Uncooperative Contact Lenses: How to Fix the Three Most Common Contact Lens Problems
For the most part, wearing contact lenses is easy peasy. But, every once and a while, we contact lens wearers experience a challenge that stumps us. Fortunately, most of these brief problems have simple solutions.
Problem 1: Your contacts have folded over in your eye
and just sliding your finger over your eyelid won’t smooth them out. Chances are the problem here is dry lenses (and likely dry eyes). Whenever my lenses fold it’s because they are really dried out. First, make sure that the lenses are still good. Ask yourself when the last time you changed lenses was and make sure you aren’t trying to extend the lens’ wear beyond their recommended usage period.
If you’ve decided your lenses aren’t too old, or if you are somewhere that you need to keep the lenses in for the rest of the day no matter how old they are, then find some saline solution or eye drops you can use. I’d pull the lens out and try to moisten and flatten it on my (clean) finger first and then put it back in my eye. If you are short on drops, then you can try to put the drops directly in your eye to see if that will help the lens naturally go back into place.
Problem 2: You dropped a lens in the sink that you need to wear that day.
Ideally, the lens in the sink would get put in that case to be sterilized overnight. Your sink is a dirty place. But, if time is not on your side, then just spread as much saline solution on that contact lens, front and back, as you can. Look for obvious signs of debris and remove them. With your very clean fingers, try to swish the saline solution over the lens to try to get it as clean as possible before putting into your eye. Then, make sure you remove and clean that lens overnight as soon as you can.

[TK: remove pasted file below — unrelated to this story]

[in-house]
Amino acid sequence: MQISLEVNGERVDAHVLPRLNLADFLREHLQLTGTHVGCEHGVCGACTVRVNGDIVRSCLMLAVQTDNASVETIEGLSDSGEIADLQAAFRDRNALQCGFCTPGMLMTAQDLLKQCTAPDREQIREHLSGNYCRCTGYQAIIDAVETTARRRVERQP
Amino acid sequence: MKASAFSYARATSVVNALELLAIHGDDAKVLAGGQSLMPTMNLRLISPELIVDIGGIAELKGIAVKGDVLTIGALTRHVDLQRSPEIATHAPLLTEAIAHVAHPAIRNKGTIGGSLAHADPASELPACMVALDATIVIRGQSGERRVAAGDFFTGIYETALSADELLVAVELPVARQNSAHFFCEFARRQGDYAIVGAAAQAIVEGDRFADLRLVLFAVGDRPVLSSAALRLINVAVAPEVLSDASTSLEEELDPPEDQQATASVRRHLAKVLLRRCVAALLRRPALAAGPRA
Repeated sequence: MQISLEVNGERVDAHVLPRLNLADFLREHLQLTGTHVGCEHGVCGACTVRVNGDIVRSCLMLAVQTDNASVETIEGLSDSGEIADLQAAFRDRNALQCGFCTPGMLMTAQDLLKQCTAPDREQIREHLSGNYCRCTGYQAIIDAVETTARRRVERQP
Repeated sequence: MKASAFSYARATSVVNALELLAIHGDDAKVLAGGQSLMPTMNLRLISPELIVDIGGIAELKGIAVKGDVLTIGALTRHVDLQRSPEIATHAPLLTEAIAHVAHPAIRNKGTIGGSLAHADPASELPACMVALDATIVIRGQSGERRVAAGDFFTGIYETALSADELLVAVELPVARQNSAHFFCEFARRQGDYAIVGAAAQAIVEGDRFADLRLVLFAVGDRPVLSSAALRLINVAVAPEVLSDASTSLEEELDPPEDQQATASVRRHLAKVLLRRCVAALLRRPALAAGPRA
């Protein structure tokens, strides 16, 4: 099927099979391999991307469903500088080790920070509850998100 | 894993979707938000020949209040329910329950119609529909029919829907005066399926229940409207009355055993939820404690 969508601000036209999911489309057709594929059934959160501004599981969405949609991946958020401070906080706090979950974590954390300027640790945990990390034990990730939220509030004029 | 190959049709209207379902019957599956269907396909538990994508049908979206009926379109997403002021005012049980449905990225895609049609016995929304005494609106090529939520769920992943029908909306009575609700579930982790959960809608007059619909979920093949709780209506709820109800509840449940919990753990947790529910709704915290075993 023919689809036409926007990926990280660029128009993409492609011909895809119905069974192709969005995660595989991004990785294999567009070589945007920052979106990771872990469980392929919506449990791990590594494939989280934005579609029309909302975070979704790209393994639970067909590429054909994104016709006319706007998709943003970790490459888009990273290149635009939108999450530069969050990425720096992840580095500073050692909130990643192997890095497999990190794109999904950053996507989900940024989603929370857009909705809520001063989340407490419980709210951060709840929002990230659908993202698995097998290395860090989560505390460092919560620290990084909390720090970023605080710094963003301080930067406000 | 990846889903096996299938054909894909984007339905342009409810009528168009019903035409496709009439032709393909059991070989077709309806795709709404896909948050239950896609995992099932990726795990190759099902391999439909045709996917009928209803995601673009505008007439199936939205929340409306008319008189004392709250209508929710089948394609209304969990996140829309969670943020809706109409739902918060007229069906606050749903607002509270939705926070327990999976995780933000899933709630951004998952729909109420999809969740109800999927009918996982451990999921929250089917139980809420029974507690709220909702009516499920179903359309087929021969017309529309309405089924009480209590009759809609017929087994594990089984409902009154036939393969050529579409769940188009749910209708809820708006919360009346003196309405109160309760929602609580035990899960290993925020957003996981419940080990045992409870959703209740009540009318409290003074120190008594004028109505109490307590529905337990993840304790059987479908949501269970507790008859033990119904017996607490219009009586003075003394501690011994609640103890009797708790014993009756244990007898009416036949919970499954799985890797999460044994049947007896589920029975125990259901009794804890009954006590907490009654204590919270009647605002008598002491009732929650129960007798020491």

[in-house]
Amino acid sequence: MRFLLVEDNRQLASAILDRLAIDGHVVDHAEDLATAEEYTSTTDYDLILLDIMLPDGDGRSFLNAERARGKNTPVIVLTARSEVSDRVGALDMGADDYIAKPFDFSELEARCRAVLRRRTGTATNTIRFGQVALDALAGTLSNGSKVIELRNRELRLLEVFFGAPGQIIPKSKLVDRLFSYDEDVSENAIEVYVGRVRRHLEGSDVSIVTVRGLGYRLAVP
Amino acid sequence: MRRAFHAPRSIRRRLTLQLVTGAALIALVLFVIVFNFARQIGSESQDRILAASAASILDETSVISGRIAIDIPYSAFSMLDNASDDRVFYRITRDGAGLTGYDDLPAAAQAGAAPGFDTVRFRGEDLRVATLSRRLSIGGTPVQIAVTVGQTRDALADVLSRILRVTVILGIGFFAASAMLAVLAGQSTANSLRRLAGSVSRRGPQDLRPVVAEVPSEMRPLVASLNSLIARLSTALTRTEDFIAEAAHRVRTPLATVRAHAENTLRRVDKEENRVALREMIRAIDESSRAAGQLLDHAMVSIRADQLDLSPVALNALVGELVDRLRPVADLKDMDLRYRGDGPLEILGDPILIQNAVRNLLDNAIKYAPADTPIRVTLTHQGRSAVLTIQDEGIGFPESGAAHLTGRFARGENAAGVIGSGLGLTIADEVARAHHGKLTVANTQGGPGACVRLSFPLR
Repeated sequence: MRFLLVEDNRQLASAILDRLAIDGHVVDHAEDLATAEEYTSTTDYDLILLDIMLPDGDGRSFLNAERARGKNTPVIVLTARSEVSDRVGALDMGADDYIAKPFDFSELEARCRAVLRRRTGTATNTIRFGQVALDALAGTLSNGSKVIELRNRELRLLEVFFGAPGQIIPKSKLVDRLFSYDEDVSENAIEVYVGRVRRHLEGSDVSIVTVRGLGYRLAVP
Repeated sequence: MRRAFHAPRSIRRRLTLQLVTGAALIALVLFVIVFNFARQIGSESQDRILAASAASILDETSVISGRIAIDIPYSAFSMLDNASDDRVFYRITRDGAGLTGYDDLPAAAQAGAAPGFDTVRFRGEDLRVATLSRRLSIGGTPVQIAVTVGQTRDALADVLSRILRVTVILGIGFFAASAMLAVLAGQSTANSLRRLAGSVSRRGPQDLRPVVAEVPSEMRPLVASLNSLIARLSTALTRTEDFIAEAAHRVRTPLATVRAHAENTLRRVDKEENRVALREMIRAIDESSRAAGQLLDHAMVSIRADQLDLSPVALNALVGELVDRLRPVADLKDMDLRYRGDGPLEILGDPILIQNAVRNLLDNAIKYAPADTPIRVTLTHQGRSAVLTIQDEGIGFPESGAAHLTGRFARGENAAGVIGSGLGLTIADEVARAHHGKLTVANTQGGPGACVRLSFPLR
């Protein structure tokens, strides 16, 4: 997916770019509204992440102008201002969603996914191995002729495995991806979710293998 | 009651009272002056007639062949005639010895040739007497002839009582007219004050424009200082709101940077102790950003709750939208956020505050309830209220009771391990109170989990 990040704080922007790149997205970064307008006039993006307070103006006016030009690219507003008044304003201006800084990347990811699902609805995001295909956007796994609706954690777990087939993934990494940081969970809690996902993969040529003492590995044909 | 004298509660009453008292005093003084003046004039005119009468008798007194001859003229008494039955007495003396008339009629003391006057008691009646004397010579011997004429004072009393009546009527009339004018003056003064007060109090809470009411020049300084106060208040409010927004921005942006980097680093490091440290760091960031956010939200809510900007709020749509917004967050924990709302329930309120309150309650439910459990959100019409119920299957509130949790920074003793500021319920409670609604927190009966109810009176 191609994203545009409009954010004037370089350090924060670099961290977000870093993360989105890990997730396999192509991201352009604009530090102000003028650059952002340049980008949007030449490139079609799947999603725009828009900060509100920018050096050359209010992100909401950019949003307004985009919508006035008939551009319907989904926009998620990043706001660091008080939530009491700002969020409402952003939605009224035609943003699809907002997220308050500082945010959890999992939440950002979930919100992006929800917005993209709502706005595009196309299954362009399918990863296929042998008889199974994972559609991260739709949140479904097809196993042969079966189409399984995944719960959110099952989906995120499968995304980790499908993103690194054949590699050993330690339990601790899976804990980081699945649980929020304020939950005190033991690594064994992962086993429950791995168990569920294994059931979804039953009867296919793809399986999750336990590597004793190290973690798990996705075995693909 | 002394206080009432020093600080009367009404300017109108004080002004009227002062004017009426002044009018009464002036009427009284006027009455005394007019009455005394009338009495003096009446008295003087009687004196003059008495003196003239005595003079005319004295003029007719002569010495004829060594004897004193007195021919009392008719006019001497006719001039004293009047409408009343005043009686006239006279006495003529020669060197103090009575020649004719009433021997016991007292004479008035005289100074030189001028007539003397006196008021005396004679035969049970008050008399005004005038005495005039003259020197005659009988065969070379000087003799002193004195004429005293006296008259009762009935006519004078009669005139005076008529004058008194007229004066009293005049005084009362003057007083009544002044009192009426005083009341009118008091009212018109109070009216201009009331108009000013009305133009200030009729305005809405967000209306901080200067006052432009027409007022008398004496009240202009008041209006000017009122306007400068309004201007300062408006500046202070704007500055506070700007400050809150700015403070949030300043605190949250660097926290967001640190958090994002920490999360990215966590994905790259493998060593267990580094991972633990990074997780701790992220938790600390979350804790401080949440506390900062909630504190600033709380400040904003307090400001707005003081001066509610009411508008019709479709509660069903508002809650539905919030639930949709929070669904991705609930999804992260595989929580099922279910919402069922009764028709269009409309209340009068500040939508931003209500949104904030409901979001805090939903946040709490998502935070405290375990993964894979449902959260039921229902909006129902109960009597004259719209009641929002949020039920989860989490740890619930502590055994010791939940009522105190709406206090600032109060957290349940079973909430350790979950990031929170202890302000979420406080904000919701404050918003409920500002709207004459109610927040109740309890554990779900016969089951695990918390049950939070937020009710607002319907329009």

Problem 3: You can’t find your contact…in your eye.
This problem happened to me a lot when I first started wearing lenses and would freak me out. My contact would slide up under my eyelid or fold in the far corner of my eye and I would panic. The reason for the movement is likely dry eyes or you are wearing a lens that is not properly sized for your eyeball. In either case, use saline solution, moisten your eye, and then, with your finger, gently move your eyelid around while looking in the mirror until you can see part of the lens. If the lens is caught in the corner of your eye, close your eye completely and gently try to maneuver the lens back to your cornea.
The good news is, these contact lens problems should be rare. Ask your America’s Best optometrist if he has any other helpful suggestions should you experience any of these problems regularly.